Article thumbnail

Cell-free H-cluster Synthesis and [FeFe] Hydrogenase Activation: All Five CO and CN− Ligands Derive from Tyrosine

By Jon M. Kuchenreuther, Simon J. George, Celestine S. Grady-Smith, Stephen P. Cramer and James R. Swartz

Abstract

[FeFe] hydrogenases are promising catalysts for producing hydrogen as a sustainable fuel and chemical feedstock, and they also serve as paradigms for biomimetic hydrogen-evolving compounds. Hydrogen formation is catalyzed by the H-cluster, a unique iron-based cofactor requiring three carbon monoxide (CO) and two cyanide (CN−) ligands as well as a dithiolate bridge. Three accessory proteins (HydE, HydF, and HydG) are presumably responsible for assembling and installing the H-cluster, yet their precise roles and the biosynthetic pathway have yet to be fully defined. In this report, we describe effective cell-free methods for investigating H-cluster synthesis and [FeFe] hydrogenase activation. Combining isotopic labeling with FTIR spectroscopy, we conclusively show that each of the CO and CN− ligands derive respectively from the carboxylate and amino substituents of tyrosine. Such in vitro systems with reconstituted pathways comprise a versatile approach for studying biosynthetic mechanisms, and this work marks a significant step towards an understanding of both the protein-protein interactions and complex reactions required for H-cluster assembly and hydrogenase maturation

Topics: Research Article
Publisher: Public Library of Science
OAI identifier: oai:pubmedcentral.nih.gov:3105041
Provided by: PubMed Central

To submit an update or takedown request for this paper, please submit an Update/Correction/Removal Request.

Suggested articles

Citations

  1. (2010). [FeFe]-Hydrogenase Cyanide Ligands Derived From S-AdenosylmethionineDependent Cleavage of Tyrosine.
  2. (2010). A glycyl free radical as the precursor in the synthesis of carbon monoxide and cyanide by the [FeFe]-hydrogenase maturase HydG.
  3. (2006). A radical solution for the biosynthesis of the H-cluster of hydrogenase.
  4. (2005). Biochemical characterization of the HydE and HydG iron-only hydrogenase maturation enzymes from Thermatoga maritima.
  5. (2008). Cell-free synthesis and maturation of [FeFe] hydrogenases.
  6. (2008). Deletion of iscR stimulates recombinant clostridial Fe-Fe hydrogenase activity and H2-accumulation in Escherichia coli BL21(DE3).
  7. (2002). Direct comparison of the electrocatalytic oxidation of hydrogen by an enzyme and a platinum catalyst. Chem Commun (Camb).
  8. (2004). Discovery of two novel radical S-adenosylmethionine proteins required for the assembly of an active [Fe] hydrogenase.
  9. (2008). Dithiomethylether as a ligand in the hydrogenase h-cluster.
  10. (1996). Escherichia coli contains a protein that is homologous in function and N-terminal sequence to the protein encoded by the nifS gene of Azotobacter vinelandii and that can participate in the synthesis of the Fe-S cluster of dihydroxy-acid dehydratase.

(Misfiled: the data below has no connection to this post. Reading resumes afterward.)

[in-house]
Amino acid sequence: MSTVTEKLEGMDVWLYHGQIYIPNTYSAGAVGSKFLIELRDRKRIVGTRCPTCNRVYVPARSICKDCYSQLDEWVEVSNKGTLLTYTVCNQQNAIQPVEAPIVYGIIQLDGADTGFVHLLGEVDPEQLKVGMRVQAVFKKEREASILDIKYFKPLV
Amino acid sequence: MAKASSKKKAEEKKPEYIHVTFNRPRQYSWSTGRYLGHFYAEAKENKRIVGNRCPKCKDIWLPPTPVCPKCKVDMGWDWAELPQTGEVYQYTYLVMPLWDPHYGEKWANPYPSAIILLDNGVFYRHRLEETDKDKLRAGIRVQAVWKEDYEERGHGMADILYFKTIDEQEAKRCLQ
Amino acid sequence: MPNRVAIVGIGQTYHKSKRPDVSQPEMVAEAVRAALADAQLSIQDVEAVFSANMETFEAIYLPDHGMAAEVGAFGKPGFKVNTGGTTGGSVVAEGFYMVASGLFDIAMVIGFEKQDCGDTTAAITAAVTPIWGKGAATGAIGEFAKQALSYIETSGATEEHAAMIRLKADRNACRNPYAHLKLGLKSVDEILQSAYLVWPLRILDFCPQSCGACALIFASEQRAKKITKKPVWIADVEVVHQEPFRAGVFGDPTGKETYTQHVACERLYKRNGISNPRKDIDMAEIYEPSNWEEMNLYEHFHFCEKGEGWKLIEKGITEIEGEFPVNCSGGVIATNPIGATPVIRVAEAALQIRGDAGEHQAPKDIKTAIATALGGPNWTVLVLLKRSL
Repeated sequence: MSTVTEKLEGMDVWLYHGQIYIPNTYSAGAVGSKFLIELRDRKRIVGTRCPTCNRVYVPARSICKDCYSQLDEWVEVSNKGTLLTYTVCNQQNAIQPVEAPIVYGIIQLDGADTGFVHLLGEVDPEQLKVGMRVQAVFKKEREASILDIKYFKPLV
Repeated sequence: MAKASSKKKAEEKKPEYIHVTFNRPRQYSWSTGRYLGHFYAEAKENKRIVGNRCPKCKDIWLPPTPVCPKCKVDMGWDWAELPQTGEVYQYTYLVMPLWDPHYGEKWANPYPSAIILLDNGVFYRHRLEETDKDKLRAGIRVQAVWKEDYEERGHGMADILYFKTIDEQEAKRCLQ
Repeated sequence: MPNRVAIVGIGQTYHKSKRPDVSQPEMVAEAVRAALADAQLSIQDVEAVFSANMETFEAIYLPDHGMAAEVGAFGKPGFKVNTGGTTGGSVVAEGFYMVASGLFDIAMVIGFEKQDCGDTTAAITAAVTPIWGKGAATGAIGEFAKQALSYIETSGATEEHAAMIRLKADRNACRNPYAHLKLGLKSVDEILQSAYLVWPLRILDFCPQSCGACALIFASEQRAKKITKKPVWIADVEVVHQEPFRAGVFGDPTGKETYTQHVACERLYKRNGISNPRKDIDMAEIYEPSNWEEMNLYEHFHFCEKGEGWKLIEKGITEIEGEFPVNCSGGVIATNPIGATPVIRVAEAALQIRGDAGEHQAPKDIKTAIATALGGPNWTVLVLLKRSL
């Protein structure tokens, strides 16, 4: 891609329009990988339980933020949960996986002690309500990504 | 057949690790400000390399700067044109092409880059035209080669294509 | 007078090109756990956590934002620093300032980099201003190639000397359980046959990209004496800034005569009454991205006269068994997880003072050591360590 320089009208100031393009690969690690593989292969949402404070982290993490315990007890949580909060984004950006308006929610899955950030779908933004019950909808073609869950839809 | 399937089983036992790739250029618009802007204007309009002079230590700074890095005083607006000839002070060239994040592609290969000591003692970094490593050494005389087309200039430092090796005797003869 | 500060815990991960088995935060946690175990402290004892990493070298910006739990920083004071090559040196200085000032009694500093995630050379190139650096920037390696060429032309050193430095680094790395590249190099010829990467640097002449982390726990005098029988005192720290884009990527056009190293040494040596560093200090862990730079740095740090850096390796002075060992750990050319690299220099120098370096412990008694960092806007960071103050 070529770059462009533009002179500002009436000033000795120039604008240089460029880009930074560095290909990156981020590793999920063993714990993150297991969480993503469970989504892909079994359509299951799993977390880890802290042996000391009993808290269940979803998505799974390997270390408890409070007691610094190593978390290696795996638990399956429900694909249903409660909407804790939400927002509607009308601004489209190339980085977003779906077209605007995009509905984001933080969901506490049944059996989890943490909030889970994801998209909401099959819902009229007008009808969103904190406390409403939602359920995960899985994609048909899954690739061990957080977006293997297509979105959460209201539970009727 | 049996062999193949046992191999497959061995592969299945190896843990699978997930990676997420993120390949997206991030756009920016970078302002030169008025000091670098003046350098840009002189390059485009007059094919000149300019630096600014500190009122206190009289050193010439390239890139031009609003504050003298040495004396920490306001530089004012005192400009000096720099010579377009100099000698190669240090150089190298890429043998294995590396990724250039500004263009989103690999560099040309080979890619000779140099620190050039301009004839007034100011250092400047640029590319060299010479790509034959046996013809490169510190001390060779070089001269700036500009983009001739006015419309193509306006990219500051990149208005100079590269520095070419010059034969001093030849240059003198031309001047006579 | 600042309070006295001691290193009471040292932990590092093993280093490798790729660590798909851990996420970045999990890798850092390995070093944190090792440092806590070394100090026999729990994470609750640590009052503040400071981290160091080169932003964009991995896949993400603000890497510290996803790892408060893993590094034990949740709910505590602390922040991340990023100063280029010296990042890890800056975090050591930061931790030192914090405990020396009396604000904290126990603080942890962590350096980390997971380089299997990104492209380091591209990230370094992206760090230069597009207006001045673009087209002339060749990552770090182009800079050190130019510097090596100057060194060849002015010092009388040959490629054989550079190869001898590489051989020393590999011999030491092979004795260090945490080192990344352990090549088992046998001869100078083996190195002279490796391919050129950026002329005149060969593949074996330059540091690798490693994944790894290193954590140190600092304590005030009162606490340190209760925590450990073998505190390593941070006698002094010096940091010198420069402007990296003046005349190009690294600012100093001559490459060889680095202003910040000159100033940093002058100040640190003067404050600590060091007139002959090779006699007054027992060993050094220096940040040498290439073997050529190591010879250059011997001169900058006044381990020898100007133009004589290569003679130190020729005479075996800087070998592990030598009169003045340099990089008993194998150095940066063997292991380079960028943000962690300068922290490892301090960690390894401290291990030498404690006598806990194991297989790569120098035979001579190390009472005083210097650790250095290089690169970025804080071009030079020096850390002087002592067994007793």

11. (2007). Evidence for nifU and nifS participation in the biosynthesis of the iron-molybdenum cofactor of nitrogenase.
  12. (2009). From hydrogenases to noble metal-free catalytic nanomaterials for H2 production and uptake.
  13. (2010). High-yield expression of heterologous [FeFe] hydrogenases in Escherichia coli.
  14. (2007). Highyield hydrogen production from starch and water by a synthetic enzymatic pathway.
  15. (2008). HydF as a scaffold protein in [FeFe] hydrogenase H-cluster biosynthesis.
  16. (2007). In vitro activation of [FeFe] hydrogenase: new insights into hydrogenase maturation.
  17. (2007). In vitro synthesis of the iron-molybdenum cofactor of nitrogenase from iron, sulfur, molybdenum, and homocitrate using purified proteins.
  18. (2002). Infrared studies of the CO-inhibited form of the Fe-only hydrogenase from Clostridium pasteurianum I: examination of its light sensitivity at cryogenic temperatures.
  19. (2006). NifB-dependent in vitro synthesis of the iron-molybdenum cofactor of nitrogenase.
  20. (2007). Occurrence, classification, and biological function of hydrogenases: an overview.
  21. (2010). Quantum refinement of [FeFe] hydrogenase indicates a dithiomethylamine ligand.
  22. (2009). Selforganized photosynthetic nanoparticle for cell-free hydrogen production.
  23. (2010). Stepwise [FeFe]-hydrogenase H-cluster assembly revealed in the structure of HydA(DeltaEFG).
  24. (2009). Structural and functional analogues of the active sites of the [Fe]-, [NiFe]-, and [FeFe]-hydrogenases.
  25. (2003). Taming of a poison: biosynthesis of the NiFe-hydrogenase cyanide ligands.
  26. (2006). The [Fe-Fe]-hydrogenase maturation protein HydF from Thermotoga maritima is a GTPase with an iron-sulfur cluster.
  27. (2010). The [FeFe]-hydrogenase maturase HydF from Clostridium acetobutylicum contains a CO and CNligated iron cofactor.
  28. (2011). The [FeFe]-hydrogenase maturation protein HydF contains a H-cluster like [4Fe4S]-2Fe site.
  29. (2006). The active site of the [FeFe]-hydrogenase from Desulfovibrio desulfuricans. II. Redox properties, light sensitivity and CO-ligand exchange as observed by infrared spectroscopy.
  30. (1998). The hydrogen hypothesis for the first eukaryote.
  31. (2009). The role of the maturase HydG in [FeFe]-hydrogenase active site synthesis and assembly.
  32. (2007). Thiamine biosynthesis in Escherichia coli: identification of the intermediate and byproduct derived from tyrosine.
  33. (2004). Thiamine biosynthesis in Escherichia coli: in vitro reconstitution of the thiazole synthase activity.
  34. (2009). Tyrosine, Cysteine, and SAdenosyl Methionine Stimulate In Vitro [FeFe] Hydrogenase Activation.
  35. (2009). Volbeda A